Three Short Stories on Housing Economics

Originally published on Notes on Liberty. 

Do you love housing economics but have struggled to get the basic ideas across the younger generation? Yes, you get excited about reading 60-page reports, but kids these days have better things to do.

That’s why I wrote these three, action-packed, short stories which you can read to any child (or child at heart).

So without further ado, here are three stories about how the supply of housing affects the prices of housing.

Continue reading “Three Short Stories on Housing Economics”

The Economic and Political Dynamics of Zoning

Originally published on Mises.org

Ludwig_von_Mises[1]Both economic decisions and political decisions involve choices and tradeoffs. The difference is that economic decisions are ultimately informed and rely upon monetary prices, revenues and costs. Political decisions, meanwhile, do not depend on market outcomes—they can be based on love, legacy, favors, or establishing power relations.

Zoning is the practice of governments controlling the type, size, and population density of buildings. (Zoning should not be confused with building codes, which control the building materials and other design aspects of buildings.) The purpose of zoning has been to create separate regional “zones” of building types: broadly, these categories typically include residential, industrial, retail, and parks. The zones are then broken down into more minute categories, like low, medium, and high density homes, different kinds of retail businesses, and so on.

Zoning is a type of government intervention into economic decision making: it the practice of the state (whether it is the municipality, subnational, or national level) intervening in the affairs of private individuals in where and what they can build. By intention, zoning is a limit on the supply of housing. In effect, it is a limit on the quantity of the stock of housing; that is, it acts like any other quota or prohibition.

While many economists, from Rothbard himself, to even those in the mainstream, recognize the deleterious effects of zoning, there does not exist a single, thoroughgoing Austrian analysis on the subject. The purpose of this piece is to be that analysis. It is broken up into two sections: the politics of zoning, and the economics of zoning.

Continue reading “The Economic and Political Dynamics of Zoning”

Toronto city councillors want to make housing even less affordable. Ontario’s stopping them

Originally published in the Financial Post. 


Building more homes just became easier in two of the most densely populated areas in Ontario: Toronto’s downtown core and its “midtown,” a small strip of land centred at Yonge St. and Eglinton Ave. For anyone interested in finding a place to live in those areas, this is great news. Continue reading “Toronto city councillors want to make housing even less affordable. Ontario’s stopping them”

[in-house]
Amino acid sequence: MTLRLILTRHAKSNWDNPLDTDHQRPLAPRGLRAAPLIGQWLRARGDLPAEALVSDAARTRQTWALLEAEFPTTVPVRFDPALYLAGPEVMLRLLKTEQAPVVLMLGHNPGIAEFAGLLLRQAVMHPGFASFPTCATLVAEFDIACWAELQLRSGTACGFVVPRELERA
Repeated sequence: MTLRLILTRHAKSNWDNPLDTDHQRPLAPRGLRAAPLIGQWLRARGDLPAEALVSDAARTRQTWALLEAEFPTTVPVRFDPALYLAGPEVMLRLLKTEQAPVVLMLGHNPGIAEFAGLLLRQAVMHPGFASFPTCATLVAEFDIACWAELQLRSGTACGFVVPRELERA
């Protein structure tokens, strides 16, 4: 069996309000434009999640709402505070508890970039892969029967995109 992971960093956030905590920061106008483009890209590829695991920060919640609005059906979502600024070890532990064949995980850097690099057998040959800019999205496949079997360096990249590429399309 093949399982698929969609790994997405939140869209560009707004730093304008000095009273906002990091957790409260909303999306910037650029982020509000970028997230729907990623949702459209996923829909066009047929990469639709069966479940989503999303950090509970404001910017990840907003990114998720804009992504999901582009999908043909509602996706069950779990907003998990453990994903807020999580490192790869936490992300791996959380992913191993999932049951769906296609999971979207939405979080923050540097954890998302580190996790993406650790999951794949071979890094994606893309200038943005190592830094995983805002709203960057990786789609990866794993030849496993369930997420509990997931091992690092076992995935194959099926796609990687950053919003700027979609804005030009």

Nudge of the Week: Design Matters

Last week, there was tragedy on Southwest flight 1380, when an engine explosion led to a broken window in the fuselage and the death of a passenger.

While the pilot, Captain Tammie Jo Shultz, was able to land quickly to prevent further injuries, the sudden depressurization could have led to many more injuries. Especially as photo evidence shows that, despite clear instructions at the beginning of the flight, many passengers were not covering both their nose and mouth with the oxygen mask

The problem, in my view, is that there is nothing obvious about the design of the mask that indicates it should go over both the nose and mouth. Its circular opening reassembles a cup.

In order to prevent misuse, misuse has to be more difficult to achieve that proper use. In this case, perhaps a more triangular shape would better indicate an orientation that would cover the nose as well.

Emergency situations, especially when life and death are involved, are very stressful. Stress makes people more likely to lose focus and make mistakes. Designing in a way that actively prevents error can save lives.

Nudge of the Week: How to Avoid the “Too Good to be True” Bias

If you’re selling something that’s cheaper than what your competitors are offering, consumers are going to assume that it’s not going to be as good. People are used to thinking that if they want a good product, you have to pay a more money for it.

But as we know from the computer industry, it’s possible for something to get better and also cheaper. So what’s the lesson? Detail exactly what your specifications are. Computers list all their components, so that making comparisons between models is easy.

If you’re offering something cheaper and better, make sure to detail what it is that’s allowing you to sell for less than your competitors.

Nudge of the Week: Dark Patterns

There is definitely an ethical component to nudging. A good and ethical nudge is designed to help someone make a decision they want to make themselves. A bad and unethical nudge makes it harder for a person to do what they want.

Unethical nudges used to be called “shoves”, but the term gaining more steam is “dark patterns“. Examples abound, from tiny companies you’ve never heard of to places like LinkedIn and Amazon.

The rule of thumb for determining whether a nudge is “dark”, is by simply thinking whether you would be happy if your local supermarket made you do the same thing. Would you be happy if whenever you went grocery shopping, the manager put items she thinks you might like in your basket when—you weren’t looking? What if they made you walk through a tedious and deceptive maze every time you tried to leave?

Don’t nudge anyone with methods you don’t want to be nudged with yourself.